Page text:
As expected, the £11 billion NHS IT project is canned. But it's not all bad news, according to the DoH.
The NHS National Programme for IT (NPfIT) has been officially canned after a number of reports uncovered significant failings in the project.
The Department of Health (DoH) said it was accelerating the dismantling of the £11 billion initiative following a new review from the Cabinet Office’s Major Projects Authority (MPA).
That report claimed the project, initiated by the Labour Government in 2002, was not fit to provide modern IT services the NHS needs.
A modernised NHS needs information systems that are driven by what patients and clinicians want.
As pointed out in a Commons Public Accounts Committee report earlier this year, the DoH today admitted a one-size fits all approach was not going to work and greater focus on the needs of end users was required.
“A modernised NHS needs information systems that are driven by what patients and clinicians want,” said Sir David Nicholson, CEO of the NHS.
“Restoring local control over decision-making and enabling greater choice for NHS organisations is key as we continue to use the secure exchange of information to drive up quality and safety.”
Minister for the Cabinet Office Francis Maude said decision making needed to be devolved down to the frontline.
“The National Programme for IT embodies the type of unpopular top-down programme that has been imposed on front-line NHS staff in the past,” he said.
“Following the Major Projects Authority review, we now need to move faster to push power to the NHS frontline and get the best value for taxpayers’ money.”
One of the central criticisms of the NPfIT focused on the failure of providers to deliver the necessary systems. BT and CSC were the two main providers contracted for the initiative.
A DoH spokesperson said “as things stand,” the department would continue to use the same suppliers, including CSC and BT.
Maude said the Government would not allow costly failures of major projects to continue, yet there was no mention of vendors.
However, a new partnership with Intellect, the IT trade body, will "explore ways to stimulate a marketplace that will no longer exclude small and medium sized companies from participating in significant government healthcare projects."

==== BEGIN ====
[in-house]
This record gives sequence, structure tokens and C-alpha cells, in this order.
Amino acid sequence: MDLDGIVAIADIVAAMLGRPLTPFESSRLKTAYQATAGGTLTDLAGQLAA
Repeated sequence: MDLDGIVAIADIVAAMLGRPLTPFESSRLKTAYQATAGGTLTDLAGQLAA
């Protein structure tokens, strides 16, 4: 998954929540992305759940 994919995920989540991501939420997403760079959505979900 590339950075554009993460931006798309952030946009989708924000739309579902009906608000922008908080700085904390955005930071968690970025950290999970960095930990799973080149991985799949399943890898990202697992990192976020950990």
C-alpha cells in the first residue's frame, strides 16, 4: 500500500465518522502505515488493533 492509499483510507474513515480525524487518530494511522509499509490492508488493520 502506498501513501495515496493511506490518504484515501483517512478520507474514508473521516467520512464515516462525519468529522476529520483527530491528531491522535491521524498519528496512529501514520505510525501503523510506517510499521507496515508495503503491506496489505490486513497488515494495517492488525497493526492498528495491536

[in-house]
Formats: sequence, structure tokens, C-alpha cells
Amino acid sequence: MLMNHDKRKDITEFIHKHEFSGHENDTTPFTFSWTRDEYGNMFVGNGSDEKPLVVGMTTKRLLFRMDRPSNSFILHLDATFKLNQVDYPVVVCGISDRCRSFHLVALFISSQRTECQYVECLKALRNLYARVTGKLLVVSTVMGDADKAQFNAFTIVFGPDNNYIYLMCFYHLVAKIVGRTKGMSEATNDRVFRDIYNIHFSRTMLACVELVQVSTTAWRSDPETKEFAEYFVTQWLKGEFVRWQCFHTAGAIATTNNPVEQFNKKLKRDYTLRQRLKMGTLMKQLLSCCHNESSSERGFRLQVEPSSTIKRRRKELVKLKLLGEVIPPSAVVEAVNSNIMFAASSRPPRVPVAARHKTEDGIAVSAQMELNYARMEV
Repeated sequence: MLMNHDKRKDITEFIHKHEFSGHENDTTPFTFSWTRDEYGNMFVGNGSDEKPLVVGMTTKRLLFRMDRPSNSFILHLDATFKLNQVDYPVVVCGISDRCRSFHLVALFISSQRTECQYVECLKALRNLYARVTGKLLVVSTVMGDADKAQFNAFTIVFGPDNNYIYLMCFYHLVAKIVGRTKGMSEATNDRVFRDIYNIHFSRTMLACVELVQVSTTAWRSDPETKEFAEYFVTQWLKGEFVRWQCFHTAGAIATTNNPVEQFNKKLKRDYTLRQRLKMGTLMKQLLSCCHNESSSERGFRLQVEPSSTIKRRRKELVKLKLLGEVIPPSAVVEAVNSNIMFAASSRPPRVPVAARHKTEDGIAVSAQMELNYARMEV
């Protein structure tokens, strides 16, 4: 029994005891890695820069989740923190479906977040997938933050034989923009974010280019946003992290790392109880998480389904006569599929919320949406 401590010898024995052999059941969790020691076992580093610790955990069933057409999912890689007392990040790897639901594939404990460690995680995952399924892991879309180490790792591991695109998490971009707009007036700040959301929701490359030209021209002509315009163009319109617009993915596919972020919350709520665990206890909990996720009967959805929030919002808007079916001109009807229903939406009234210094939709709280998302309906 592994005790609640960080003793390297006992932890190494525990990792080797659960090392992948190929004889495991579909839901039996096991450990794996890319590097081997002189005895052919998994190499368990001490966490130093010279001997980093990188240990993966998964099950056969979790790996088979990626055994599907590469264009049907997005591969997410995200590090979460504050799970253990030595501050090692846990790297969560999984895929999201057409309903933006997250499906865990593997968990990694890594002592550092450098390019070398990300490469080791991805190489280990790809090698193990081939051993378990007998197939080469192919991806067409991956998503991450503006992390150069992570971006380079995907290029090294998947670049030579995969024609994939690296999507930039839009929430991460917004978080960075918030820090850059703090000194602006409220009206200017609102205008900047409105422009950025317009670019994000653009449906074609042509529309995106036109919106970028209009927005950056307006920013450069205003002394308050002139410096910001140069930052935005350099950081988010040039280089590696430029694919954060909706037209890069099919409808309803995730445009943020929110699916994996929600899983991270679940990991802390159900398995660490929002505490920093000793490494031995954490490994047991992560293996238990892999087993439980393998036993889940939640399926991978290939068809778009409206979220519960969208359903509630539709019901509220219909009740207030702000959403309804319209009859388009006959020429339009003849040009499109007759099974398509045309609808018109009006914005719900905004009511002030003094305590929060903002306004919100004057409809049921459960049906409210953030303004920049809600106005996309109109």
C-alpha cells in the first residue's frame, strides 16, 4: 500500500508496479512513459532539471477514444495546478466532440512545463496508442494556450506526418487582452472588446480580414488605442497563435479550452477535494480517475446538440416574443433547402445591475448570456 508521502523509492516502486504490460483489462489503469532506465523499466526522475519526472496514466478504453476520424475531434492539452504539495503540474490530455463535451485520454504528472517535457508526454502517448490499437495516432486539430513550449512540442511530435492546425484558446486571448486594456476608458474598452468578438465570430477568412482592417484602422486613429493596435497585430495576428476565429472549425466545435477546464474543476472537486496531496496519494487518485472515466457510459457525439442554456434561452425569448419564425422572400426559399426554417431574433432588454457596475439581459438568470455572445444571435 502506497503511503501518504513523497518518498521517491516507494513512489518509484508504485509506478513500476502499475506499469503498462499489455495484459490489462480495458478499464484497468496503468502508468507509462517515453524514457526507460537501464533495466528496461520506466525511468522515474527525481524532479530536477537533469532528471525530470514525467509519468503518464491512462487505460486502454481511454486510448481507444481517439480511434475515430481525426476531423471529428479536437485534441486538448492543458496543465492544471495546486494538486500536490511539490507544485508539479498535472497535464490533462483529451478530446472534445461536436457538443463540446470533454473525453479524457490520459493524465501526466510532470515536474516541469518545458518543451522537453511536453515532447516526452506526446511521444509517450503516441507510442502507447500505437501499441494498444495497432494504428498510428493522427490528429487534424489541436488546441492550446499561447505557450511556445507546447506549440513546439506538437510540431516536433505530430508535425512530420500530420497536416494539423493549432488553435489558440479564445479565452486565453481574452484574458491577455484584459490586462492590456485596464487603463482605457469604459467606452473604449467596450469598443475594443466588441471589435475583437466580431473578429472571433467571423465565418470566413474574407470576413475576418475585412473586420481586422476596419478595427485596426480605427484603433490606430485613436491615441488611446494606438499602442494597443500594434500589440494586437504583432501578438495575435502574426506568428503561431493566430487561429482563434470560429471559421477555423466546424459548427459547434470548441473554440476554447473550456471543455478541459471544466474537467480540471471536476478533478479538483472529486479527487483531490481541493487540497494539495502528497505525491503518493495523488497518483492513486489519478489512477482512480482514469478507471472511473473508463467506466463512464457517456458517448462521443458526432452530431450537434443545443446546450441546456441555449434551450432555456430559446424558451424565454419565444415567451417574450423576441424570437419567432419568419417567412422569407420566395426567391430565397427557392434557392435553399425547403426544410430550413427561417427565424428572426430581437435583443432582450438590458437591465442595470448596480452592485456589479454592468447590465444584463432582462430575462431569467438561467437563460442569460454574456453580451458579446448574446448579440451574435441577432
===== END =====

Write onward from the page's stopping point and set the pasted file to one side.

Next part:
The NHS warned earlier this year it could cost more to cancel NPfIT contracts than it would be to see them through.
CSC had a £3 billion contract for the NPfIT, but it only managed to deliver the goods in three hospitals over nine years, the Public Accounts Committee's report said.
Prime Minister David Cameron warned earlier this year that CSC may not be getting much NHS work in the future due to questions over its work with the health body.
Yet CSC remained confident about its future work prospects.
"CSC fully supports the direction outlined for NHS IT and firmly believes that the significantly modified, more flexible approach we have proposed to drive faster deployment and support more localised decision making, will enable UK government to reap the benefits required from past investments," a CSC spokesperson said.
"We are continuing to work closely with NHS as the programme moves to a more modular approach, whilst ensuring that benefits are increasingly realised by clinicians and front line staff, enabling them to deliver better patient care and build a more efficient NHS."
Not a total failure
The MPA report said two thirds of the £6.4 billion spent so far on the project had delivered working services to the NHS, claiming there were some notable successes.
BT itself was pleased with the work it had achieved, in particular on the core of the shared patient records system known as Spine, the N3 network, the Secondary Uses Service (a single source for a range of NHS data) and the Picture Archiving and Communications Service.
“All of our systems are now underpinning vital services which the NHS relies on,” a BT spokesperson said.
“We support the move from centrally led to locally and clinically led healthcare. We have already changed our approach to respond to this and were the first supplier to do so.”
Ovum analyst Cornelia Wels-Maug said BT and the NHS had laid the groundwork for some useful IT infrastructure, indicating the project was not a complete disaster.
“I think what the NHS and BT have achieved is to put in place an infrastructure and that is crucial,” she told IT Pro. “That is in place and it is working.”
Not over yet?
Tony Collins, from the Campaign4Change group that focuses on improving Government contract spending, questioned whether the project has actually been canned at all.
"There is no evidence in the press release for the department’s claim that the NPfIT is being dismantled," he said in a blog post.
"Negotiations continue with CSC over its £3 billion worth of NPfIT contracts and BT’s deals will remain in place."
Read on for our views on how the NHS can fix its IT.